[Exclusive] Director Robin Nyström on his magic-comedy web series 'Tracy Buckles': "Everyone deserves to be seen and heard"
'Tracy Buckles' is not your regular show on magic; it has scary spells, evil witches and a whole lot of comedy to keep you entertained with its crisp nuances.
Hollywood has its fair share of films and tv shows on magic but what it lacked until now was a comic take on the concept. And this is exactly how and where Robin Nystrom steps in. While it might not be a feature-length film or even a limited TV series, but his web-series called 'Tracy Buckles' is every bit as funny and authentic as something about magic should be when turned into a comedy.
The web series "follows the aspiring actress Tracy who finds herself swept away by a never-ending string of magical misadventures." Exciting right? But it gets better as the story also showcases "a great female lead, and a story full of curses and spells and evil witches."
With Ana Lake playing the titular character of Tracy, Macy Wilson as Janie Cunningham, and Sergio Gavidia as No One, the film's response have been pretty commendable too; especially since it is a part of the episodic competition this year at the LA Film Festival.
Writer and director, Robin Nystrom has done a pretty neat job at executing exactly what one expects from a comedy on the topic of magic. Full of strange dialects and spooky spells, especially for 'Spiderman' fans, here's what Robin had to share with Meaww on his film.
Your web series has been described as a “mash-up between 'Harry Potter' and a Judd Apatow comedy." How does it feel being compared to such big franchises? Does the comparison add a lot more pressure?
I’m flattered more than anything else! We set out to create an R-rated comedy show that could appeal to a generation who grew up on the 'Harry Potter' books and movies. So we think it’s a pretty good way to describe 'Tracy Buckles,' even though it adds a lot of pressure for sure. I’m a huge fan of fantasy literature, including 'Harry Potter' and the 'Lord of the Rings' novels, so it’s been a total blast to create a contemporary world where spells and curses and evil witches feel right at home.
The first time Tracy tries to cast a spell, she makes certain hand gestures, and that reminded me of Toby Maguire's first 'Spiderman' movie. Was it inspired by that?
Yes, I’m so glad you picked up on that. I love the cinematic works of Sam Raimi. He’s such a talented filmmaker. We specifically referenced Raimi’s 'Spider-Man' movie in our first episode when Tracy is trying to learn how to wield a simple spell. We were also heavily inspired by particular camera movements and lighting effects that Raimi utilized in his earlier horror movies when we created our epic curse sequence. So I hope his influence can be felt throughout the show.
Tell us a little about the language that Janie and Mrs. Buckles converse in. Did it require extensive research to arrive at the nuances you've executed in the film?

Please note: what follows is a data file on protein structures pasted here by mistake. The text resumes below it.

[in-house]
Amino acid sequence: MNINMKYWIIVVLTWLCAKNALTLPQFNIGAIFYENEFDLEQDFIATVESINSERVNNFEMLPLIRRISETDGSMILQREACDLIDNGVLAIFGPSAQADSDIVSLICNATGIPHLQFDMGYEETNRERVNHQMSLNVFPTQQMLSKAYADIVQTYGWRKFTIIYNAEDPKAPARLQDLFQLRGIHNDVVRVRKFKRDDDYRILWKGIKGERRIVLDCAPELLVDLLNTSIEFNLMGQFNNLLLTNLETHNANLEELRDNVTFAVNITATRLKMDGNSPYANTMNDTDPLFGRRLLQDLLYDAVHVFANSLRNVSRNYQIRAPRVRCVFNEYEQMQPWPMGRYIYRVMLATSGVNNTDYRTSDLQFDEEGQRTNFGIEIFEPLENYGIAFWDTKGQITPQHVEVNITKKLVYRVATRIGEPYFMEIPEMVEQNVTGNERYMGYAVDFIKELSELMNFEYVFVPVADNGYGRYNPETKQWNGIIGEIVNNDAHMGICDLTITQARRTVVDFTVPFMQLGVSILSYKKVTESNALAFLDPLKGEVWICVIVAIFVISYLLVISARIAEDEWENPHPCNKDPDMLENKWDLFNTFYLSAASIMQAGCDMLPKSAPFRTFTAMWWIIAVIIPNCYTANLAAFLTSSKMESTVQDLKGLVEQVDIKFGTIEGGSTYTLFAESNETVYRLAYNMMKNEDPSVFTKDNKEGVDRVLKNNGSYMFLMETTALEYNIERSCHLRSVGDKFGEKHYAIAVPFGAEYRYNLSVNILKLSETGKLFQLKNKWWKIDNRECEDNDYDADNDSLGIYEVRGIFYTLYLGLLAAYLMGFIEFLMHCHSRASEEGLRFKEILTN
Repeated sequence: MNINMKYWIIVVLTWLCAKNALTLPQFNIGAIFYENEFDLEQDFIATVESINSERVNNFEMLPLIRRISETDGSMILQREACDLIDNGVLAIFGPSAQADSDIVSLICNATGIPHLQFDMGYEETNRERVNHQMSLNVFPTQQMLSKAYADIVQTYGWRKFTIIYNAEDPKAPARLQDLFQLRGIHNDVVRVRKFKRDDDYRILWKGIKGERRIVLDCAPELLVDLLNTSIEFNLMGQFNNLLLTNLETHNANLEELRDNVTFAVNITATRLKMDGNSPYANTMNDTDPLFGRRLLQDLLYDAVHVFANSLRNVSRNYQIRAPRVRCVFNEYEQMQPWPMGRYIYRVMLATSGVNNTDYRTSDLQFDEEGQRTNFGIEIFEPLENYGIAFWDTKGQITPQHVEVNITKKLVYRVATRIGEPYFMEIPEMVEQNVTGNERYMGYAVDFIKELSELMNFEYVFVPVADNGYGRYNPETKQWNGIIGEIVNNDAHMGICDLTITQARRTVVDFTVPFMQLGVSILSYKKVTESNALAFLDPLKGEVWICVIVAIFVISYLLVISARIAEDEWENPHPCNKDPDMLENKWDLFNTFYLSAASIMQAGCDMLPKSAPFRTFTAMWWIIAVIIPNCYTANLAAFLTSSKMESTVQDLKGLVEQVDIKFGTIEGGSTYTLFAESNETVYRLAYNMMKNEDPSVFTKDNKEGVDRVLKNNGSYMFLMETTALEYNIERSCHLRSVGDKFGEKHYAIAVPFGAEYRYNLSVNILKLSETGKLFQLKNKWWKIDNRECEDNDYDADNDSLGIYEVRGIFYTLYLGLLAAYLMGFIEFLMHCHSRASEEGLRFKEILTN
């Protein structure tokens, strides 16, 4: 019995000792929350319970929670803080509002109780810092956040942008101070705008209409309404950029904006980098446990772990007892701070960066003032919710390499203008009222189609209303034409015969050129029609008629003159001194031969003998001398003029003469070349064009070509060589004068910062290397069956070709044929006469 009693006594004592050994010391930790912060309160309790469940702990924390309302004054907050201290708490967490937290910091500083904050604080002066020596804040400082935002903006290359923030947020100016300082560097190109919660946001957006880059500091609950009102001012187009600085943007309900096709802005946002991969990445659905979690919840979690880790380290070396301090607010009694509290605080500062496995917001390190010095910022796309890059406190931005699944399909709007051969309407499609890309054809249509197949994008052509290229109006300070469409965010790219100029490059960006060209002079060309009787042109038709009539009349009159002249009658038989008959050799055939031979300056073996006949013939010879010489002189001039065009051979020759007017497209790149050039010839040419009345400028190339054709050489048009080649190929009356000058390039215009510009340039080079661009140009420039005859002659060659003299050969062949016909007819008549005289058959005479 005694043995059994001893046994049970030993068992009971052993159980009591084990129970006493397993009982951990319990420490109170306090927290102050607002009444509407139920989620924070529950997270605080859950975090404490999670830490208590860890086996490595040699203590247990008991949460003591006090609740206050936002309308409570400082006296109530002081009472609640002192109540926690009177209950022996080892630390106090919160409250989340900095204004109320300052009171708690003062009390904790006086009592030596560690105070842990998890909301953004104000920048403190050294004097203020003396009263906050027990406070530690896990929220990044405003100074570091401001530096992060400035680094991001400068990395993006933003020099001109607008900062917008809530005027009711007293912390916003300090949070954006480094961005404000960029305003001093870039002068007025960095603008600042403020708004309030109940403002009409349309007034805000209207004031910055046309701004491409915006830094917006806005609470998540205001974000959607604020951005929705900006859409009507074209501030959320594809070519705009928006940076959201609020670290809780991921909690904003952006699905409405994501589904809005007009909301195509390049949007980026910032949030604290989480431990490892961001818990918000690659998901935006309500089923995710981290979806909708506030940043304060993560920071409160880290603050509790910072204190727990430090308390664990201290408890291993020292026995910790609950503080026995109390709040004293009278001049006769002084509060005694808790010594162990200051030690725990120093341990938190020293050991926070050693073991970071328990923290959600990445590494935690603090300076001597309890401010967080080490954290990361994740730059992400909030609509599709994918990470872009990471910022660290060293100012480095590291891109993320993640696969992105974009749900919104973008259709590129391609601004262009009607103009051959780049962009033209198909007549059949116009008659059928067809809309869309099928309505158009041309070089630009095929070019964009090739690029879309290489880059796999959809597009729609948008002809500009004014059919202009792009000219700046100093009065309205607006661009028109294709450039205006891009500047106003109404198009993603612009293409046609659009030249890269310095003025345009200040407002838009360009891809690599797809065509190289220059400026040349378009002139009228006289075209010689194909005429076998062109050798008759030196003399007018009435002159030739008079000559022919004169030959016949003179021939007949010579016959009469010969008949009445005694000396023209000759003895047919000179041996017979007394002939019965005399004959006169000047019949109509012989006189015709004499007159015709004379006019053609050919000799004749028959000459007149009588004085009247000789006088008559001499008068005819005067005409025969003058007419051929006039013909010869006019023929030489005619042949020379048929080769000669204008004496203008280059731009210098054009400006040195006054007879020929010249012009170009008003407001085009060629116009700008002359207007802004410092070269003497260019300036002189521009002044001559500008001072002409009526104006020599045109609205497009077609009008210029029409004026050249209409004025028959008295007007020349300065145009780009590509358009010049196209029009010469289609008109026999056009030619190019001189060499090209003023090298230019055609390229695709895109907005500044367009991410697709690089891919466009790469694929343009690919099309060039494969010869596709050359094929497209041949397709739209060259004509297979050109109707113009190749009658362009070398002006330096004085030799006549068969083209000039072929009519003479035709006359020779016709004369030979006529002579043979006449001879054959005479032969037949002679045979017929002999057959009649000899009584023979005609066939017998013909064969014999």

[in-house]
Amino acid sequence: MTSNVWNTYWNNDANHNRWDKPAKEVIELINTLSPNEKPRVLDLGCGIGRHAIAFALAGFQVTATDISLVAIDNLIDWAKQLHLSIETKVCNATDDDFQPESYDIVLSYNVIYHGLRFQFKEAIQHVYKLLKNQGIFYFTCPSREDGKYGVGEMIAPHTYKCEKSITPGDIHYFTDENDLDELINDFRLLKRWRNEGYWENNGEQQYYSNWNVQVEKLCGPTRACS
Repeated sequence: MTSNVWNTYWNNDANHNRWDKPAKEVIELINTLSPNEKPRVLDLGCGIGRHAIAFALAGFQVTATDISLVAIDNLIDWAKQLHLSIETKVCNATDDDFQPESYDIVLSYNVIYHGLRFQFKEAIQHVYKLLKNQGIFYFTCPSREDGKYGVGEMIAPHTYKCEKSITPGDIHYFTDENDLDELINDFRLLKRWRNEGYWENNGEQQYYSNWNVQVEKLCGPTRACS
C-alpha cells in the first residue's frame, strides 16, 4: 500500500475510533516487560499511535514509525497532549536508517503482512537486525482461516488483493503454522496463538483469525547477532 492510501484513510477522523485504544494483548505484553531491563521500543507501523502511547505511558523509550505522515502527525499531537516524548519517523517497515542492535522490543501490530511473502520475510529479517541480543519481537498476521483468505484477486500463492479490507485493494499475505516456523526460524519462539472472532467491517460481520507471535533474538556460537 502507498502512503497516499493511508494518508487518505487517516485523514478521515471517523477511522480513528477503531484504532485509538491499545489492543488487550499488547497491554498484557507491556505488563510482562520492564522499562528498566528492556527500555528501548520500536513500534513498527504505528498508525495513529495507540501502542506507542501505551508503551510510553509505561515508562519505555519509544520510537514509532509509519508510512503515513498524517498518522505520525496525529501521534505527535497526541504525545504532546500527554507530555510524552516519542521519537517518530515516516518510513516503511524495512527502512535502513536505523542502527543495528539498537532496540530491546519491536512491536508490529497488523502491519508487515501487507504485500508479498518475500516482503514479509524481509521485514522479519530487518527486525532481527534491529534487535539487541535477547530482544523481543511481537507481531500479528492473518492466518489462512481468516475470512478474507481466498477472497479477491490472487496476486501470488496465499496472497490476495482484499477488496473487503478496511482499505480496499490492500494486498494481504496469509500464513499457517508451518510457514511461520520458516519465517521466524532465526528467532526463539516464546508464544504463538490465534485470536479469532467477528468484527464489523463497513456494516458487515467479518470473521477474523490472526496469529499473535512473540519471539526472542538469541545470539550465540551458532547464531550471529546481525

It was obvious from the very start that the world of Tracy Buckles demanded a magical language for its wizards and witches. We settled on using Hebrew for this purpose. I think there’s a lot of power in a language that has been spoken for thousands of years, and I also love the sound of it. So we collaborated with a local linguist who translated the spells and curses from English to Hebrew. He then worked one-on-one with our actors to teach them proper pronunciation. In the end, it required many hours of preparation for Macie Wilson (who plays Janie Cunningham) and Ana Lake (who plays Tracy Buckles) to deliver the magical spells in Hebrew.
Most of the movies and shows based on magical powers have been serious drama or fantasies, not a comedy at least. What exactly made you go for the concept of a 'never-ending string of magical misadventures'? Did you draw inspiration from any stories based on magical-fiction for 'Tracy Buckles'?
While writing 'Tracy Buckles,' I found a lot of inspiration in comedic fantasy literature, such as Douglas Adams’ 'The Hitchhiker’s Guide' to the Galaxy and Terry Pratchett’s Discworld novels. I love the quirky characters and wacky plot twists inherent to those books. So it seemed natural to create a witty and irreverent fantasy comedy of my own. In terms of cinematic influences, we drew plenty of inspiration from the visual comedy found in Edgar Wright’s movies, particularly 'Scott Pilgrim.'
Were there any challenges you had to overcome with the film? What are your expectations with the viewers' reception of the film?
We had an extremely low budget for this project, so it was a serious challenge to pull off all the special effects and world building that a fantasy adventure deserves. Thankfully, our entire cast and crew were amazing collaborators who invested so much time and skill in every episode of 'Tracy Buckles.' Our intention was to make a massively entertaining series. We hope that people will fall in love with our quirky characters and their heartfelt relationships. Moreover, we wanted to explore some larger themes within the confines of our story.
In the first episode, the main character Tracy falls victim to a despicable curse that prevents other people from hearing her voice. The pain of not feeling acknowledged is very real, and it’s something that I think everyone has experienced at some point in their lives. Hopefully, Tracy Buckles can lend a bit of comfort and remind our audience that everyone deserves to be seen and heard.